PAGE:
Wait wait, maybe what I'm thinking needs some patching. Basically I want to numerically compute the tensor to scalar ratio without using the slow roll parameters. So, the tensor to scalar ratio is given by ##r = \frac{P_T}{P_S}## where ##P_S## is the power spectrum for the scalar perturbations, while ##P_T## is the power spectrum for the tensor perturbations. I just showed ##P_S## in the op since if I know how to do it in ##P_S##, ##P_T## would follow. So, based on what I know ##r## is calculated at the instant ##k## starts leaving the horizon (indicating that the slow roll inflation started, not inflation); this is usually denoted by ##N=60## before the end of inflation. So I think what I need is just ##P_S## at the onset of slow roll inflation not the whole spectrum even during inflation? Is this correct?
     
  17. May 18, 2017 #16

    bapowell

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    A few things. If you wish to compute r without reference to slow roll, you can't use the expression you posted for [itex]P_S[/itex], since it is lowest-order in slow roll (specifically, the quantity [itex]H/2\pi[/itex]). The only way to do this in general is to compute [itex]P_S[/itex] and [itex]P_T[/itex] by solving the mode equations numerically, across a range of k. But, assuming you wish to use the slow roll expressions for [itex]P_S[/itex] and [itex]P_T[/itex], then to get r at, say, the CMB quadrupole, you would evaluate [itex] r = P_T/P_S[/itex] at N = 60.
     
  18. May 18, 2017 #17
    Oh... So what I usually see in cosmology books and some in the literature are approximations for ##P_S## and ##P_T##. So how would I go on to numerically solve the mode equation to get ##P_S## and ##P_T##? Do you know of any reference/papers that detail this method?

    In the literature, is it often the case that physicists just use the lowest order approximation for ##P_S## and ##P_T##? What justification did they consider?
     
  19. May 18, 2017 #18

    bapowell

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    Yes. In fact, I did this for my thesis ;). See this paper for a discussion of the numerical solution: https://arxiv.org/pdf/0706.1982.pdf. In that work we had a weird way of including the background cosmology in the mode equation (basically, we did Monte Carlo over inflationary solutions described in terms of Taylor expansions of the Hubble parameter, the so-called flow method). You probably won't set your problem up this way, opting instead to solve the mode equation along with the Klein Gordon equation for a specific potential and initial condition on [itex]\dot{\phi}[/itex]. I've done it this way too, but haven't published the code anywhere. That said, the above reference might still be useful for its discussion of how to intialize the mode functions and how to build P(k) from individual solutions. That stuff is necessary regardless of how you are thinking about the background, but I'm happy to provide any insights on how to do the solution with the KG for specific potentials.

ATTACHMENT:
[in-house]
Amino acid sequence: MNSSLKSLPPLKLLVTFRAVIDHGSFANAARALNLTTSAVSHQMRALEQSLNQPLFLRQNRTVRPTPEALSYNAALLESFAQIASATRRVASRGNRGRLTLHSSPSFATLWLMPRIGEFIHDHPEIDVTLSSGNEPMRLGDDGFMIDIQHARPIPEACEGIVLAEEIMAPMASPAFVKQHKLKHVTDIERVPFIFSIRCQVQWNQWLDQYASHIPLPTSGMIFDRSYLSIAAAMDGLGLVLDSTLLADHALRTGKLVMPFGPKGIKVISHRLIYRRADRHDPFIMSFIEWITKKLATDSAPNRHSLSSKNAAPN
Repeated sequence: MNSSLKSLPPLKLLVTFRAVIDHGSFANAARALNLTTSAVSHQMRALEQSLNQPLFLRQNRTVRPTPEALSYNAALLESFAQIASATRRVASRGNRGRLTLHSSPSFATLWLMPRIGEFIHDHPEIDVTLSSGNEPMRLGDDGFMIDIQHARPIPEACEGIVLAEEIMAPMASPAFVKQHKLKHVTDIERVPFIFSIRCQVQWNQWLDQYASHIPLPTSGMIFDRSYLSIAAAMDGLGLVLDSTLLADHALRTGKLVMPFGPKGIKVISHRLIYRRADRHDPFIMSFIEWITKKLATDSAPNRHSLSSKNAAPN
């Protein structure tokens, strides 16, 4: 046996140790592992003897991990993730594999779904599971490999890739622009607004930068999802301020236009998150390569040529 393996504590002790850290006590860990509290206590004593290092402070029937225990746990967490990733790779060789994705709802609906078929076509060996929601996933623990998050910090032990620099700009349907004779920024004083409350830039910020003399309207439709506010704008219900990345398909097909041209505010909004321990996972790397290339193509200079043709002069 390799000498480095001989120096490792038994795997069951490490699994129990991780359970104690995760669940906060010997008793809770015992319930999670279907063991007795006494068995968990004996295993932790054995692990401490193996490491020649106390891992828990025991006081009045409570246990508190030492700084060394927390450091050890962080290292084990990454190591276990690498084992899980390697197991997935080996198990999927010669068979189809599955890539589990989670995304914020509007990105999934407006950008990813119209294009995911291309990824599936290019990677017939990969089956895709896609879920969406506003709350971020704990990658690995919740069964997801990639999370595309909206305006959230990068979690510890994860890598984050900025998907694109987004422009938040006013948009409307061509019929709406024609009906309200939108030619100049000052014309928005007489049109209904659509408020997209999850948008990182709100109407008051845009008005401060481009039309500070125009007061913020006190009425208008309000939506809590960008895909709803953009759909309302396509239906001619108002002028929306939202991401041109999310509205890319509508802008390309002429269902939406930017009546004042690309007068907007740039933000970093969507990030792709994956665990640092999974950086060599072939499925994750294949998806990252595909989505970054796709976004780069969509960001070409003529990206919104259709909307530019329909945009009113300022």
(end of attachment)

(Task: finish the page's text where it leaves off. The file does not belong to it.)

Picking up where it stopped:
As for the literature, the lowest-order expressions are often used because authors are often working in the slow roll limit, or close to it. There are higher-order approximations to these results (papers by Stewart and Lyth come to mind, e.g. https://arxiv.org/pdf/gr-qc/9302019.pdf) that are useful if you need to go beyond basic slow roll, but there's no substitute for numerical computation if you want the full-fledged spectrum regardless of assumptions about the background expansion (you'll see that in our paper referenced above, we used the numerical computation to find power spectra for strongly non-slow roll inflation models).
     
  20. May 18, 2017 #19
    Thanks for that resource! And you published a paper with Kinney, I've followed some of his notes on inflation. I have solved the dynamical equations of inflation (KG equation, Friedmann equations, etc) simultaneously in Mathematica but in the context of warm inflation, then plot out say, ##\phi##, ##\dot\phi##, ##H##, etc. So I think I'd just use the lowest order in slow roll approximation for ##P_S## and ##P_T##, I think solving it from full numerical calculation would be hard for me now (just starting in this field). But at what point in the plot of say ##\dot\phi## vs ##N## should I choose ##\dot\phi_*## to plug into ##P_S##? I think ##H## is not a problem since it looks approximately constant so I can just measure the value of ##H## anywhere in the plot and set it as ##H_*##.

    Image.jpg

    Image 1.jpg

    We say that we countdown the number of e-foldings (N=60, 59, 58, ..., 0) from the start of slow-roll inflation and when we say that we calculate a quantity at the horizon crossing we mean say at N=60 (start of slow roll inflation, while in the plot it is N=0) so does that mean ##\dot\phi_*## is the initial condition itself?
     
  21. May 18, 2017 #20

    bapowell

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    Which N you choose depends on what length scale you wish to measure r on. The mapping between and N and k is model dependent, but for a given model, once you pick the physical length scale of interest (the scale [itex]k = 0.002 h^{-1}{\rm Mpc}[/itex] was a standard one back in the day, as was [itex]k = 0.05 h^{-1}{\rm Mpc}[/itex]), you can determine the corresponding N. Do you know how to map k to N?